Irish Echo

Unionists lash Reiss over parades e-mail

By Anne Cadwallader

BELFAST -- The U.S. envoy to Ireland, Dr. Mitchell Reiss, can expect a hot reception from unionists next time he visits Northern Ireland after he was quoted calling some Orange parades "foolish" and "malicious."

Unionists reacted furiously to his comments, which were made in an e-mail to the spokesman for the Irish National Caucus, Fr. Sean McManus. The DUP MP for East Derry Gregory Campbell has said he was "disgusted" with the remarks and other unionists have followed suit.

Reiss will join Taoiseach Bertie Ahern and British Prime Minister Tony Blair for talks next month aimed at restoring devolved government.

All the political parties in the North have been sent a joint letter from Irish Foreign Minister Brian Cowen and British Secretary of State Paul Murphy with details on meetings set for the Sept. 16-18.

There will be smaller meetings held at Stormont in the days prior to the inclusive talks where details on how each party wants to proceed.

Just how Reiss will participate in the process is as yet unclear.

Meanwhile, the U.S. state department has confirmed there was correspondence between Reiss and McManus and does not deny the contents reported in a Belfast daily.

The Irish News quotes Reiss as writing: "Obviously, the idea is to provoke, intimidate and champion their 'superiority.' We've seen this behavior down through the ages, with many groups and many ethnicities. This is an old story that does not improve with the retelling."

McManus has denied breaching confidence in releasing the contents of the mail, but said they had not referred to all Orange parades, just those opposed by nationalist residents groups.

"He [Reiss] was not referring to the whole concept of parading. He was referring to those like Drumcree and Ardoyne and places like that where there are problems," he said.

Campbell, however, has called on Reiss to urgently clarify the U.S. government's position. "I am utterly disgusted", he said. "Dr Reiss's comments are symptomatic of a man who doesn't understand the parading issue at all."

The DUP MP said that Reiss's comments were "a thinly veiled attempt to lump the likes of the Orange Order in with some of the worst groups in human history.

"Will he now turn his mind to Ancient Order of Hibernians and nationalist parades that go through, or close to, Protestant areas and describe them in a similar way?" asked Campbell.

"Dr Reiss has sadly swallowed republican propaganda hook, line and sinker. These sort of remarks will only serve as succor to Sinn Fein/IRA and republican residents groups who simply cannot tolerate the thought of loyal order parades.

"Up to this point the Bush administration has adopted a more evenhanded approach to the situation than the previous Clinton administration. Are they now taking up what can only be viewed as a completely partisan and pro-republican standpoint?"

A U.S. State Department spokesperson said, "There was an off-the-record meeting with Irish-American representatives and Mitchell Reiss on July 21. Amongst the topics discussed were the recent contentious parades around July 12.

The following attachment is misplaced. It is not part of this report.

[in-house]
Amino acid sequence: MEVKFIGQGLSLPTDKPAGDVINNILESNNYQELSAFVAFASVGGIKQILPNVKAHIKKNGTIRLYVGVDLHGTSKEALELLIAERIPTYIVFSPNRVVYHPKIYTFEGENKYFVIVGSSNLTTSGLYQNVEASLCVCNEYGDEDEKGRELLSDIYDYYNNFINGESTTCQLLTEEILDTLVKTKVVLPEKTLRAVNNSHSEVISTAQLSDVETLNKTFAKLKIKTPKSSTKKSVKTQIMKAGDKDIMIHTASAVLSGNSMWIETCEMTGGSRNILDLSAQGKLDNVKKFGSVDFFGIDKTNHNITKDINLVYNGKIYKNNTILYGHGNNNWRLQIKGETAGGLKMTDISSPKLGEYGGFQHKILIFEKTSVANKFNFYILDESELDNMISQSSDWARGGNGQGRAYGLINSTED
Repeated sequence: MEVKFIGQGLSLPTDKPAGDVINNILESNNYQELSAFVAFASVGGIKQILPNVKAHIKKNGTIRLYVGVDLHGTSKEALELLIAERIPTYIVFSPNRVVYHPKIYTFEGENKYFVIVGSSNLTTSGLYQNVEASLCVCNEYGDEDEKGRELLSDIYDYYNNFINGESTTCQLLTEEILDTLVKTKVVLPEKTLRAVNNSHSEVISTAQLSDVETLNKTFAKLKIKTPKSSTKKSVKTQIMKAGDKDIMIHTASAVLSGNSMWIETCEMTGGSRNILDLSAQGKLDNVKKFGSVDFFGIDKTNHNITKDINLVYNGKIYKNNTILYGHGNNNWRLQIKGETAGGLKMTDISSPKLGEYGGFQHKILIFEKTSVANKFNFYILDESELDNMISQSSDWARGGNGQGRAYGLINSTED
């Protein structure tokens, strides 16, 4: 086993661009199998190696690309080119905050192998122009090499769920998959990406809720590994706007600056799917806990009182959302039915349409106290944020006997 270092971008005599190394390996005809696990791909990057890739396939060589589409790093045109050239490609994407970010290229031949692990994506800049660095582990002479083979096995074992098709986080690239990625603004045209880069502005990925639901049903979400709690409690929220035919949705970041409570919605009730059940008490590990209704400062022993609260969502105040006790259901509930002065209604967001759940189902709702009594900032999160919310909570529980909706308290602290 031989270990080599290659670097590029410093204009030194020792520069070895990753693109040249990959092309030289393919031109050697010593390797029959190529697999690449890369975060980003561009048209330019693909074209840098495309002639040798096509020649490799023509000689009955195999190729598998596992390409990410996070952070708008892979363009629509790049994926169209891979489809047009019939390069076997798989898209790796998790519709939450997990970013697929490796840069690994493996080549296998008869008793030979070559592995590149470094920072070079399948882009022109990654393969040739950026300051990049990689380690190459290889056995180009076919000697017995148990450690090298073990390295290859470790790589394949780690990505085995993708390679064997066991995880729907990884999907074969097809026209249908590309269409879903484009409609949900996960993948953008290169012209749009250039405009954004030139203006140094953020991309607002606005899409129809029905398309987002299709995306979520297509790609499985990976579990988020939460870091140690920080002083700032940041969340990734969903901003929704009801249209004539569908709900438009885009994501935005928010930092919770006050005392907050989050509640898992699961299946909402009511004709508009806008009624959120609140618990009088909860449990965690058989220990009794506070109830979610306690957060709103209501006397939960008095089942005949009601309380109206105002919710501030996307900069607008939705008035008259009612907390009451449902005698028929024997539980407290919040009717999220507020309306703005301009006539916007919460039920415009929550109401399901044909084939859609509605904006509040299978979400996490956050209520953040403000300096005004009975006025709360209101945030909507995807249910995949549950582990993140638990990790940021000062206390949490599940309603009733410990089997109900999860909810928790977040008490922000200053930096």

"The U.S. government is aware that there are around 3,200 parades in Northern Ireland per year, the vast majority of which are peaceful. We are also aware that this in part can be attributed to the efforts of responsible parade organizers and community representatives."

The spokesman had no immediate comment on Campbell's call for an apology but said that the comments had been taken "out of context."

The Irish News, which ran the story first, pointed out that the State Department had not clarified how the e-mail had been taken out of context as it had been published in its entirety.

McManus insisted that he had not broken any confidence between himself and Reiss. "There was nothing confidential about the correspondence," he said. "I do not have a confidential relationship with Dr. Reiss.

"He has never told me anything in confidence. My job is to lobby the U.S. government and Congress in an open, above-board manner. I make public my correspondence to them, and their correspondence to me.

"I am not a secret negotiator", he said, adding that he had never betrayed a confidence during his 30 years as a lobbyist. "At no time did I enter into confidential dealings with Dr. Reiss and he never asked me to keep anything in confidence," he said.

More support for Reiss came from the SDLP Assembly member John Dallat, who said Reiss's comments were "further proof . . . that the marching orders need to take note of and understand how they are perceived, not only by others here in Ireland, but by people across the world.

"Clearly some marching orders have made some progress but as a whole they should see these comments as a wake-up call to finally get their house in order and realize that their belligerence and intransigence only damages their own cause and no one else's," Dallat said.

(Susan Falvella-Garraty in Washington, D.C., contributed to this story.)

This story appeared in the issue of August 11-17, 2004

Comments: Post a Comment

<< Home

This page is powered by Blogger. Isn't yours?